Psychosomatic back pain is one of the most widely experienced types of dorsal symptomologies, yet is only occasionally recognized as being related to the mindbody interactions, rather then implicated as being the direct result of a structural injury, disease or degenerative condition.
Psychosomatic is a word that carries a negative implication that the agony is not real. It is often commonly used to describe pain that is unfairly judged as being “all in your head”. The reality is completely the opposite: The pain is very real. The pain is anatomical. These types of symptoms are in no way able to be differentiated from pain due to injury or degeneration simply through physical exam. Outwardly, these pain syndromes will appear like any other. It is for this very reason that most forms of psychosomatic back pain go undiagnosed for what they truly are and therefore rarely improve.
This article provides some crucial background on psychogenic dorsal pain and why it has become one of the most common of all back ache problems in the modern world.
Conscious Mind vs Subconscious Mind
The human mind is composed of 2 distinct parts:
There is the conscious mind. This is the area that you are aware of. It consists of all the day to day thoughts that you experience and the way you view yourself. It is the version of yourself that you show to other people. This conscious mind is not the real you. It is merely an invention created by the real you: the subconscious mind.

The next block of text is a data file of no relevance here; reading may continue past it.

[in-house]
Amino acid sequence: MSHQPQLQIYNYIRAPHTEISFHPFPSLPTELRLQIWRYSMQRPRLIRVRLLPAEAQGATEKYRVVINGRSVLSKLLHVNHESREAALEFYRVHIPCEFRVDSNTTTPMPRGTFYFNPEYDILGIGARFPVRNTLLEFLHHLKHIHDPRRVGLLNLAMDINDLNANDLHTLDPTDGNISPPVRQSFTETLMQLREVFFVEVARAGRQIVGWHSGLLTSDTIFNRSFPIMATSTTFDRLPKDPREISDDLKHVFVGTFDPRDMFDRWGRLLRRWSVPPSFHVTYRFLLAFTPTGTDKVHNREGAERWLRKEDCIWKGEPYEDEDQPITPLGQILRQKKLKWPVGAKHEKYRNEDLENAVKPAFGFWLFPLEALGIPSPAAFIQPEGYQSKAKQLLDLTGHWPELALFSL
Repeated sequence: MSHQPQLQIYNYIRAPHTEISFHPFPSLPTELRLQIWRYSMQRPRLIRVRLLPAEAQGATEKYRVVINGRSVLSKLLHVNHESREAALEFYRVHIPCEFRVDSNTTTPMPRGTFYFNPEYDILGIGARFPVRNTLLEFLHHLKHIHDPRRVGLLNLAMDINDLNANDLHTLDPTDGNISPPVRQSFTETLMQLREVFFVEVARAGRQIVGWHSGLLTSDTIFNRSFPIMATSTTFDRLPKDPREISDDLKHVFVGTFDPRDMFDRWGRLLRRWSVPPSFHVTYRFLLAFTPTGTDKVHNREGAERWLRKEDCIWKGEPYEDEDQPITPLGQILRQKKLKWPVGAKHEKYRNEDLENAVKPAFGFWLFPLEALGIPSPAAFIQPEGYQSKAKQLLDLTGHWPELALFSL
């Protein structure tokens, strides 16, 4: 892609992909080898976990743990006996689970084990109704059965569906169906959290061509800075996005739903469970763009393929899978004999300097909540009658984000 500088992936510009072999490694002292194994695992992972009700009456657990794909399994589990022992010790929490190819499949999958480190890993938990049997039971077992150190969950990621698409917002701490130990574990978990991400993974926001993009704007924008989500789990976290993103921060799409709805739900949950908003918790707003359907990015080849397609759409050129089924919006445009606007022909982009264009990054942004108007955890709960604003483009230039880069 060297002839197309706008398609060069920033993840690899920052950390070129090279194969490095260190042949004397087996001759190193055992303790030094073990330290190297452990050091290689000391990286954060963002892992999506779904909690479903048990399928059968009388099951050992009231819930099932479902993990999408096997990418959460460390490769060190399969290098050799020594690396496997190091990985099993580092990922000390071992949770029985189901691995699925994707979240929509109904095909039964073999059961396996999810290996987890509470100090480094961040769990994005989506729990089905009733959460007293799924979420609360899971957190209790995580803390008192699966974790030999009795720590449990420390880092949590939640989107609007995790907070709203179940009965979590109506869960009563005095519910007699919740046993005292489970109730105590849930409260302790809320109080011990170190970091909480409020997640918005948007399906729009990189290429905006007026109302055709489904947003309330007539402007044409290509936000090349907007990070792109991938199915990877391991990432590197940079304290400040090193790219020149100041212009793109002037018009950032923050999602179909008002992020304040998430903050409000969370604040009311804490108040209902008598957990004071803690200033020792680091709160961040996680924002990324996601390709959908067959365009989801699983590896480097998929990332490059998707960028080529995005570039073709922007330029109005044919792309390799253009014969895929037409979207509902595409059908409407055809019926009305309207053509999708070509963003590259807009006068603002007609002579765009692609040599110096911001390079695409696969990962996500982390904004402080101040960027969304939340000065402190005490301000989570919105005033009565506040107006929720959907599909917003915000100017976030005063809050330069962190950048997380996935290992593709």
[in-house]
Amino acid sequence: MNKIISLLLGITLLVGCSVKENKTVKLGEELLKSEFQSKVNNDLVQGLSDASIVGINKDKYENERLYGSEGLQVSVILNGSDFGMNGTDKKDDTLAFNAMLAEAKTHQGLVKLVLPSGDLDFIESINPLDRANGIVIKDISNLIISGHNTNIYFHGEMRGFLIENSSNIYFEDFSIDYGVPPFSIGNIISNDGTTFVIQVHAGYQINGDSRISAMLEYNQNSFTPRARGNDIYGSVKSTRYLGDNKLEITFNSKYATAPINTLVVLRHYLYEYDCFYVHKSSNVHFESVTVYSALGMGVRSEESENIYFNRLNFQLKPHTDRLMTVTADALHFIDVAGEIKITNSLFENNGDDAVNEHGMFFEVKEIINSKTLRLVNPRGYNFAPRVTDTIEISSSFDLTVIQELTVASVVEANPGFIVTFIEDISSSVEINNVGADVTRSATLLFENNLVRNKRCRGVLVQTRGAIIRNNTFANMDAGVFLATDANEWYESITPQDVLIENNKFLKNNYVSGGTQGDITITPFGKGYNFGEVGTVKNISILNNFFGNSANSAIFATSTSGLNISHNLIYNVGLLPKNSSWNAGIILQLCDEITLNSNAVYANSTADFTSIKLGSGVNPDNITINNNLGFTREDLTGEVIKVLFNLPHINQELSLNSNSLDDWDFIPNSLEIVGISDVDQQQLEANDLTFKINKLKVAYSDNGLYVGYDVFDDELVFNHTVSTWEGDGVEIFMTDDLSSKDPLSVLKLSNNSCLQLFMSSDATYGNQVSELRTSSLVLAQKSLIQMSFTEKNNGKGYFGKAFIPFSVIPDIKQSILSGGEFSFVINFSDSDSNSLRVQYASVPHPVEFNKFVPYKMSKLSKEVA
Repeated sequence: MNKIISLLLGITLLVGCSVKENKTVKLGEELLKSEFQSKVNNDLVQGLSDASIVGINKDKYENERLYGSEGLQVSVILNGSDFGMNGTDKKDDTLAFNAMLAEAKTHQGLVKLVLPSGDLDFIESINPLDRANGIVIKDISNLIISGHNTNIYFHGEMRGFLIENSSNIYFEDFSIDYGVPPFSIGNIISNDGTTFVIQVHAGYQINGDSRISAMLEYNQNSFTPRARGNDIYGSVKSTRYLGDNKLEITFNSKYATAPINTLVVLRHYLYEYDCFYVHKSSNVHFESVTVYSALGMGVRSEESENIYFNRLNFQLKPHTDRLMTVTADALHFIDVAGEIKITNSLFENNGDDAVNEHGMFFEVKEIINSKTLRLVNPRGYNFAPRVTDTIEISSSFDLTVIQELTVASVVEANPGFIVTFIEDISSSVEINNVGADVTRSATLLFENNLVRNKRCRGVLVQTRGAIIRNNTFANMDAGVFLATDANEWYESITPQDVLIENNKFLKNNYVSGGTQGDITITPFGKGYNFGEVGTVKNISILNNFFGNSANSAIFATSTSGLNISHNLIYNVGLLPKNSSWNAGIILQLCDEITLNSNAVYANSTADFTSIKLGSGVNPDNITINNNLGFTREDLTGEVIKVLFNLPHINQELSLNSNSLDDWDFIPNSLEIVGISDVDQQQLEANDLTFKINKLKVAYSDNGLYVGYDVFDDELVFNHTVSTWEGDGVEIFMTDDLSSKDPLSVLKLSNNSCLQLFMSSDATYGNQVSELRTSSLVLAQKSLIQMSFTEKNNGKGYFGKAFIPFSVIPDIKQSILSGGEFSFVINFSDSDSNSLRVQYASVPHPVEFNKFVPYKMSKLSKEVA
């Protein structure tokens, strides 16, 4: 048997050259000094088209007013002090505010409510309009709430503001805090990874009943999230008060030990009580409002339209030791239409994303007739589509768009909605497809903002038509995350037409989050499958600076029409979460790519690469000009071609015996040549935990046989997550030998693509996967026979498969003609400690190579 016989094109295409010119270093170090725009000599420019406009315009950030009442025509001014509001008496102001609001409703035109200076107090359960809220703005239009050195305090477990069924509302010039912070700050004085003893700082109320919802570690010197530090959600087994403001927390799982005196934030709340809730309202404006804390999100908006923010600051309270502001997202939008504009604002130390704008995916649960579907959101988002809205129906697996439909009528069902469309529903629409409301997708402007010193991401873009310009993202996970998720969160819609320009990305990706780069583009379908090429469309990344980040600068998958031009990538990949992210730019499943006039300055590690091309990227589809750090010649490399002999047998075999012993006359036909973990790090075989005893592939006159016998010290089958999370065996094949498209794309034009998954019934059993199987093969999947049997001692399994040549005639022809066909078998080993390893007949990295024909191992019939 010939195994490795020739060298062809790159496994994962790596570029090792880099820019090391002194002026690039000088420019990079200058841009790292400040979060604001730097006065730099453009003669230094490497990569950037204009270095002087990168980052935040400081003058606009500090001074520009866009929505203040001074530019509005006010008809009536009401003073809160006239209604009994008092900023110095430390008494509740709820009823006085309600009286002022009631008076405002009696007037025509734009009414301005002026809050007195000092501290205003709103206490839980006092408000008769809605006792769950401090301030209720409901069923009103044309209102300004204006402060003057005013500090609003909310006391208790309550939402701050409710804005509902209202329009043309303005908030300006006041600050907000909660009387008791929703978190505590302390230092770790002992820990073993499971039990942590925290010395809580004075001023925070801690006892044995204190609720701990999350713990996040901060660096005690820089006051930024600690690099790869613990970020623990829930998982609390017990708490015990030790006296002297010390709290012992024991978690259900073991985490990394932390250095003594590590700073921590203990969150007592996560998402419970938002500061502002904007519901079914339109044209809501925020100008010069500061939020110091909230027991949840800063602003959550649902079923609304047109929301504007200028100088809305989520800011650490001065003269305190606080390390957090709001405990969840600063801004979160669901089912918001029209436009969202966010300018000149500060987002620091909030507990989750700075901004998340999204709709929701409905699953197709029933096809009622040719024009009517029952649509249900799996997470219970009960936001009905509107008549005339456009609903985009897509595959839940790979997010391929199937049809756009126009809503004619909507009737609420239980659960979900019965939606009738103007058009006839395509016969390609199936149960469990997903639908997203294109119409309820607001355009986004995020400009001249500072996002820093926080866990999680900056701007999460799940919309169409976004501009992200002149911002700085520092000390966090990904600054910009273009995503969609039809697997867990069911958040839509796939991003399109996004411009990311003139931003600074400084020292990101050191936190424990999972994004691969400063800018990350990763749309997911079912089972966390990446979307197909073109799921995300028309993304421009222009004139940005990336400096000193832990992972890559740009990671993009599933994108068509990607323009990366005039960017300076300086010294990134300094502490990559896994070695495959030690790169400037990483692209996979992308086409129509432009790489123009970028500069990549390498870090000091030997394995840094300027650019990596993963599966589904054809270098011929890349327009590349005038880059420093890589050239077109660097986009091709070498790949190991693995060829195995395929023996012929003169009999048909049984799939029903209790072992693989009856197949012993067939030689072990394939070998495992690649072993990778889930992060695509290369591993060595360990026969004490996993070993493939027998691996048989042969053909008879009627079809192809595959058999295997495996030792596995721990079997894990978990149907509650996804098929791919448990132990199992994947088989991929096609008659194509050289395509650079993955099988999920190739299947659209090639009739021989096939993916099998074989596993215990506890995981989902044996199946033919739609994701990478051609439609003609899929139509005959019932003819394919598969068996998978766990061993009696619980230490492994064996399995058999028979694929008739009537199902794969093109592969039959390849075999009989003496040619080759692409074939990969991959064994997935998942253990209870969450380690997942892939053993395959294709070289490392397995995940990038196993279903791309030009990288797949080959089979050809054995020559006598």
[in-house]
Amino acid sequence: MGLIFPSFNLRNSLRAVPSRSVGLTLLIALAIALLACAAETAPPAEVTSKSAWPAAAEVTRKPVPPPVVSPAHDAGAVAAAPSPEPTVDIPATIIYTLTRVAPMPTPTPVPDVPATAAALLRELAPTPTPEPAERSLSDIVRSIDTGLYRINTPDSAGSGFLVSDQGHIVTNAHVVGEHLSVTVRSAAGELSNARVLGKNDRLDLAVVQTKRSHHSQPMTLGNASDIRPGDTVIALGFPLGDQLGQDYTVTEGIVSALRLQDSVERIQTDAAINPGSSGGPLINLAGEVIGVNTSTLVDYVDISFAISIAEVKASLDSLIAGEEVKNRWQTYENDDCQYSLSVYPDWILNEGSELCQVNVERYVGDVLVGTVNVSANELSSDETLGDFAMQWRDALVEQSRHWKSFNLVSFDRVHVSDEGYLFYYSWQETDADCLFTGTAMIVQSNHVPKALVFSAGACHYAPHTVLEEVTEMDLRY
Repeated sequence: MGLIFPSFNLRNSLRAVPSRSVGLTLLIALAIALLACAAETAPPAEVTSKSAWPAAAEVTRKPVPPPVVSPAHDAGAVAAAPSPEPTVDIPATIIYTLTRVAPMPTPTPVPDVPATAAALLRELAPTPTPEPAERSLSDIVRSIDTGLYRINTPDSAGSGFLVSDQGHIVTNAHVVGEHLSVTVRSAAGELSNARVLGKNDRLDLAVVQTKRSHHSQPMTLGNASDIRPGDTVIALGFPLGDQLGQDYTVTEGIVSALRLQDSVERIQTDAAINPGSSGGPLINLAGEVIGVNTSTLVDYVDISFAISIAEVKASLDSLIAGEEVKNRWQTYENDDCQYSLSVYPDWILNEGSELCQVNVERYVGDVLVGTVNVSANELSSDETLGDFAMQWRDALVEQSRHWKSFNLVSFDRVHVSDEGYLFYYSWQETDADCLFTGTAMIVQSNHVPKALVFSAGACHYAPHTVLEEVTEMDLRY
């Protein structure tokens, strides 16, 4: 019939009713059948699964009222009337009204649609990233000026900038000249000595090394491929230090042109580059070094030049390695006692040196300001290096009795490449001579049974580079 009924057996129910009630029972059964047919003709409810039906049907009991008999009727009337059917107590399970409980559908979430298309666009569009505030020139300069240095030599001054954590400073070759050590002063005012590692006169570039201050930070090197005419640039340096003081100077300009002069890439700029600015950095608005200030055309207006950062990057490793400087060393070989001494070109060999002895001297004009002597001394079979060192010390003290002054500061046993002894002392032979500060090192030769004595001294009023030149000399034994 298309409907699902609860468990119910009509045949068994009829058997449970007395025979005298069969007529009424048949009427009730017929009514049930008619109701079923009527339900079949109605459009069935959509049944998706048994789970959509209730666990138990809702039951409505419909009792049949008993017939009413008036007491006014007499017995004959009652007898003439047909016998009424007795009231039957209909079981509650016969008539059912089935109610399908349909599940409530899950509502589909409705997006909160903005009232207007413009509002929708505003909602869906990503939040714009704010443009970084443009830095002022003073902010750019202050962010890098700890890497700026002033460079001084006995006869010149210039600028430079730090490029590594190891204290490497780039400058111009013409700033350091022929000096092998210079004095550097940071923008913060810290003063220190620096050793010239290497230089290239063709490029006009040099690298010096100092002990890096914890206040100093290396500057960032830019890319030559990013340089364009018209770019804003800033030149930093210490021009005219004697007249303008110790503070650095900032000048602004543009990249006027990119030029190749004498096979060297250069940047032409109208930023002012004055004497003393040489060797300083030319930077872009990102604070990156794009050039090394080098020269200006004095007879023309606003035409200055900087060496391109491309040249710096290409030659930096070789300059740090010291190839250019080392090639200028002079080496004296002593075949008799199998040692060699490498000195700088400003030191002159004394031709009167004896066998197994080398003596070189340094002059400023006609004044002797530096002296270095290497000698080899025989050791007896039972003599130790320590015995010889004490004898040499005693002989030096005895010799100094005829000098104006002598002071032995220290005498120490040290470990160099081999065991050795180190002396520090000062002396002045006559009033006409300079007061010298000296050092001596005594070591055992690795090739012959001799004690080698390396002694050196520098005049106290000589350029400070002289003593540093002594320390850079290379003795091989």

The subconscious is far larger and more powerful than the conscious mind. It contains the vast database of all our experiences and feelings. The huge volume of thoughts in the subconscious is astronomical. Things that exist here never go away. Feelings and conflicts in the subconscious will linger forever. These negative thoughts and feelings are normal for everyone to have.
Life always creates conflict, fear and pain for us. Consciously, these feelings fade, but subconsciously, they remain. Lurking. Festering. These subconscious threats are always trying to find their way back into our conscious minds.
Emotional pain can be horrible and creates a much more serious threat to our true selves than physical pain. It is for this reason that our subconscious must repress the negative thoughts, before they can reach consciousness.
Think of it like a computer analogy: The conscious mind is the operating system. The subconscious mind is the hard drive. We all know that problems with the hard drive can cause the operating system to crash. Therefore, a well designed drive uses protective techniques to quarantine dangerous files so that they can not influence the daily activities of the operating system.
Repression and Psychosomatic Back Pain
The subconscious mind does not want its captive prisoner emotions to escape to the conscious mind. The subconscious views these emotions as a huge threat to our self esteem and psychological well-being. The subconscious recognizes the tendency of these emotions to try to gain consciousness. The response is to repress the negative emotions and thoughts. Repression is a way to hide these negative or conflicting emotional issues from our conscious minds, by burying them deep in the subconscious.